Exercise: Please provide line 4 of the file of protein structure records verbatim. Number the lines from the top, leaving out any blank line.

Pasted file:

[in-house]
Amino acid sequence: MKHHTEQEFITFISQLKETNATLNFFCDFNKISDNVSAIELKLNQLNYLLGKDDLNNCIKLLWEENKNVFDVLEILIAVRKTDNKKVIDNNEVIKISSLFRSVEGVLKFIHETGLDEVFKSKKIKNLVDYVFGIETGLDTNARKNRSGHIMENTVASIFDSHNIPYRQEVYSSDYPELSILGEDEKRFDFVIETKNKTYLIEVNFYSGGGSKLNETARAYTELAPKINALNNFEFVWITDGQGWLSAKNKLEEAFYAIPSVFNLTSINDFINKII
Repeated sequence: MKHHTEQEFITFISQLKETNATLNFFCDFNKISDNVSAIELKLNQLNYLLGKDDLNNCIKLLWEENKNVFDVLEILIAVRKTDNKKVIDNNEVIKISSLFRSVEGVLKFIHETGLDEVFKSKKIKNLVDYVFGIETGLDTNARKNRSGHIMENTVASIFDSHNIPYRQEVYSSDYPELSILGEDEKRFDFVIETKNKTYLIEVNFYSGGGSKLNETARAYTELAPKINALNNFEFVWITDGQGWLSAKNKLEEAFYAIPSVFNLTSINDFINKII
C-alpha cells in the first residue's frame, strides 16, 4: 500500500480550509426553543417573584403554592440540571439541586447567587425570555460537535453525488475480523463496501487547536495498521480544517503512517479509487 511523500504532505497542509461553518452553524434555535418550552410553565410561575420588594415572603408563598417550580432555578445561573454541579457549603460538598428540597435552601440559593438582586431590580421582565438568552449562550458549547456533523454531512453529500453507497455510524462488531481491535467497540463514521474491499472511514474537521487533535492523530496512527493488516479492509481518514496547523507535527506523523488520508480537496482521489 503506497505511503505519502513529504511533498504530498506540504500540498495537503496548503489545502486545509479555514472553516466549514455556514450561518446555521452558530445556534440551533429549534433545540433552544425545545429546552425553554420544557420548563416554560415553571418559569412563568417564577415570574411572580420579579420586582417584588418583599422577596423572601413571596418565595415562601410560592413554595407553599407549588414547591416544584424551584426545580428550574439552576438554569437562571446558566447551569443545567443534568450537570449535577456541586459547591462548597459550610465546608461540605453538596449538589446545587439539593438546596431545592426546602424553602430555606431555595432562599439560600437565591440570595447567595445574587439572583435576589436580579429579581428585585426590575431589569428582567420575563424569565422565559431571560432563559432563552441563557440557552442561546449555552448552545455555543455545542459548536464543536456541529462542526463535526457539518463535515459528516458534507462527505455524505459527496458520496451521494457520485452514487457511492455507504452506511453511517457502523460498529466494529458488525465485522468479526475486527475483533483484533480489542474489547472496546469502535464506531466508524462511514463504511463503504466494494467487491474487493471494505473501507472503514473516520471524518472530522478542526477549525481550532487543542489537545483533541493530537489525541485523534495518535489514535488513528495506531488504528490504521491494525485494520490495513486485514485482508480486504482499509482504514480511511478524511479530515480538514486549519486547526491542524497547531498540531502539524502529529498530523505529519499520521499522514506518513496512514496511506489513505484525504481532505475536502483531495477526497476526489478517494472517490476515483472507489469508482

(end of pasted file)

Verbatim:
C-alpha cells in the first residue's frame, strides 16, 4: 500500500480550509426553543417573584403554592440540571439541586447567587425570555460537535453525488475480523463496501487547536495498521480544517503512517479509487 511523500504532505497542509461553518452553524434555535418550552410553565410561575420588594415572603408563598417550580432555578445561573454541579457549603460538598428540597435552601440559593438582586431590580421582565438568552449562550458549547456533523454531512453529500453507497455510524462488531481491535467497540463514521474491499472511514474537521487533535492523530496512527493488516479492509481518514496547523507535527506523523488520508480537496482521489 503506497505511503505519502513529504511533498504530498506540504500540498495537503496548503489545502486545509479555514472553516466549514455556514450561518446555521452558530445556534440551533429549534433545540433552544425545545429546552425553554420544557420548563416554560415553571418559569412563568417564577415570574411572580420579579420586582417584588418583599422577596423572601413571596418565595415562601410560592413554595407553599407549588414547591416544584424551584426545580428550574439552576438554569437562571446558566447551569443545567443534568450537570449535577456541586459547591462548597459550610465546608461540605453538596449538589446545587439539593438546596431545592426546602424553602430555606431555595432562599439560600437565591440570595447567595445574587439572583435576589436580579429579581428585585426590575431589569428582567420575563424569565422565559431571560432563559432563552441563557440557552442561546449555552448552545455555543455545542459548536464543536456541529462542526463535526457539518463535515459528516458534507462527505455524505459527496458520496451521494457520485452514487457511492455507504452506511453511517457502523460498529466494529458488525465485522468479526475486527475483533483484533480489542474489547472496546469502535464506531466508524462511514463504511463503504466494494467487491474487493471494505473501507472503514473516520471524518472530522478542526477549525481550532487543542489537545483533541493530537489525541485523534495518535489514535488513528495506531488504528490504521491494525485494520490495513486485514485482508480486504482499509482504514480511511478524511479530515480538514486549519486547526491542524497547531498540531502539524502529529498530523505529519499520521499522514506518513496512514496511506489513505484525504481532505475536502483531495477526497476526489478517494472517490476515483472507489469508482